d’Ont Forget About Travis

In approximately 16 days, pitchers and catchers will report to Port St. Lucie for Spring Training. If you add approximately 16 to Travis d’Arnaud’s number, at least before today’s low-key announcement that he would trade numbers with Bob Geren and take number seven, he would wear Mike Piazza’s digits on his back.

Not that I mean to compare them.

With Spring Training only one more than Travis d’Arnaud’s jersey number of days away, I felt it appropriate to look in on Travis d’Arnaud, the impact he can bring to the proverbial table in 2015, and above all, his boyish, fun-loving attitude.

Or at least I hope.

When Travis d’Arnaud made his MLB debut, he immediately inspired a legion of doubters, as he started his career 0 for 10. Indeed, the doubters persist today: d’Arnaud’s contributions so far, and his future as the Mets starting catcher, especially with Kevin Plawecki waiting in the eternally notorious wings, has been debated.

Many people don’t remember that Mike Piazza, in his first season, was no immediate success: in 21 games, Piazza batted .232. This is not – I repeat, I am not doing this, so please don’t criticize me for doing it, because I’m not, I can’t stress this part enough – to compare Mike Piazza to Travis d’Arnaud. For one thing, Piazza’s back probably had much more acne. But still.

With the seemingly endless procession of backups, journeymen, and career minor leaguers policing behind the plate – since 2009, the Mets have used fifteen different catchers – Mets fans have forgotten the true excitement of having a bad-ass offensive catcher. On October 2nd, 2005, the baddest-ass offensive catcher in the history of the game walked away from the Mets after seven-plus years near or at the top of his game. Two years later, a moderately bad-ass offensive catcher departed similarly. Since then, our starting catchers have been offensively debilitated Brian Schneider, three-day wonder Omir Santos, sporadic sparkplug Rod Barajas, eternally mediocre Josh Thole, and somewhat exciting John Buck. And then, finally, in came Travis.

D’Arnaud did not hit well in the first half of 2014 – that’s no secret, and it shouldn’t be ignored. However, equally important is the fact that after his return from Vegas, and the tutelage of Wally Backman, Travis, whose first name I use as a sign of brotherly respect, tore it up, hitting .272 with ten home runs. He also improved in various advanced stats, all of which have names like bURp, and which will not be further discussed here. But if should suffice to say that in the second half of the season, Travis d’Arnaud was one of the better offensive catchers in the league.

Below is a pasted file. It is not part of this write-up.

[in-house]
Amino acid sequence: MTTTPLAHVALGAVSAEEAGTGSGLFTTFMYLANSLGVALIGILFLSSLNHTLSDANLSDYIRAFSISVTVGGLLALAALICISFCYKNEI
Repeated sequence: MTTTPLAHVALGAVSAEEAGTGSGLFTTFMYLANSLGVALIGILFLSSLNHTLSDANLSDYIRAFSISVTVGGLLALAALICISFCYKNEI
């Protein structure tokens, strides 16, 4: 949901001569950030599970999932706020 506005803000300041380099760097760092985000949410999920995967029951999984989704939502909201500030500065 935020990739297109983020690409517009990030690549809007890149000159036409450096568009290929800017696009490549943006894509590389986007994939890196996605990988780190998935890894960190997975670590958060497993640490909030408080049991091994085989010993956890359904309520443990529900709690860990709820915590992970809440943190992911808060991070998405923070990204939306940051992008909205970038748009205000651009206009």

You heard that correctly: for almost half a season, the Mets had a player who, for his position, was undeniably one of the better players in the league.

Let’s be honest: besides David Wright, when was the last time we could say that with absolute certainty about any position player, and moreover, any position player who was young, projectable, and under team control? It hasn’t happened until recently, but quite recently, it has happened quite a lot: Wheeler, d’Arnaud, Harvey, Lagares, deGrom, Duda, Murphy…the list goes on, which is why, when I look beyond the pessisism and unbridled despair of Mets fans far and wide, I see a season with genuine potential for success.

This is not to condone what the Wilpon family has reduced our beloved franchise to – what they have done is downright criminal, and although some of their past actions have been debatably justifiable, their recent commitment to malls instead of Mets has just gone to prove that they just don’t care. But Sandy Alderson, despite some dubious decisions, has slowly rebuilt the team, despite the Wilpons’ best effors, and now – admittedly, some four years after the rebuild was supposed to end – the Mets, despite the pessimism that six consecutive losing seasons brings, are genuinely poised to make a run at serious October competition.

So why do I believe in 2015? I believe because the Mets are young, restless, and rearing to go. I believe because Michael Cuddyer, if, knock on wood, his body holds up, will be one of the best offensive outfielders the Mets have had in years. I believe because the pieces for success are all in place, and if they fall the right way, there’s no reason that we can’t succeed, or at least make a run at succeeding. In short, success is by no means guaranteed, but we’ve got youth with the energy to go out there and take it. And it all starts with the man behind the mask, Travis d’Arnaud.

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